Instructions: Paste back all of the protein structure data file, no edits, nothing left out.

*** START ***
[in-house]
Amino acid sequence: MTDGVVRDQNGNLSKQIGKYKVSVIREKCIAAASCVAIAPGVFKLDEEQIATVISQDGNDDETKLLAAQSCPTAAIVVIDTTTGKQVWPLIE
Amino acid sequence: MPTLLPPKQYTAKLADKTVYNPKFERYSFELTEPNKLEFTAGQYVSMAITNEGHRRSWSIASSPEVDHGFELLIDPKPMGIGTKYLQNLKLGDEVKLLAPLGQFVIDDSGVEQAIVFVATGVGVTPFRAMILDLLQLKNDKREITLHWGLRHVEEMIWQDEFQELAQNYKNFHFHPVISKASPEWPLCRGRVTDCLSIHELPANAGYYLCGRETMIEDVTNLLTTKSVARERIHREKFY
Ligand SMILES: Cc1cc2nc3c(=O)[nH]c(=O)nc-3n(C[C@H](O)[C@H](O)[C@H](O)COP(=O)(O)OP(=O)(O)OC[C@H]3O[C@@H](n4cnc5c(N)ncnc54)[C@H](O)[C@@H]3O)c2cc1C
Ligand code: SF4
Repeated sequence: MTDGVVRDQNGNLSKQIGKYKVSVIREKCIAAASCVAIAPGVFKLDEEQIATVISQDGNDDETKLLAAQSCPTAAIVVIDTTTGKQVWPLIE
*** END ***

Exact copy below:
[in-house]
Amino acid sequence: MTDGVVRDQNGNLSKQIGKYKVSVIREKCIAAASCVAIAPGVFKLDEEQIATVISQDGNDDETKLLAAQSCPTAAIVVIDTTTGKQVWPLIE
Amino acid sequence: MPTLLPPKQYTAKLADKTVYNPKFERYSFELTEPNKLEFTAGQYVSMAITNEGHRRSWSIASSPEVDHGFELLIDPKPMGIGTKYLQNLKLGDEVKLLAPLGQFVIDDSGVEQAIVFVATGVGVTPFRAMILDLLQLKNDKREITLHWGLRHVEEMIWQDEFQELAQNYKNFHFHPVISKASPEWPLCRGRVTDCLSIHELPANAGYYLCGRETMIEDVTNLLTTKSVARERIHREKFY
Ligand SMILES: Cc1cc2nc3c(=O)[nH]c(=O)nc-3n(C[C@H](O)[C@H](O)[C@H](O)COP(=O)(O)OP(=O)(O)OC[C@H]3O[C@@H](n4cnc5c(N)ncnc54)[C@H](O)[C@@H]3O)c2cc1C
Ligand code: SF4
Repeated sequence: MTDGVVRDQNGNLSKQIGKYKVSVIREKCIAAASCVAIAPGVFKLDEEQIATVISQDGNDDETKLLAAQSCPTAAIVVIDTTTGKQVWPLIE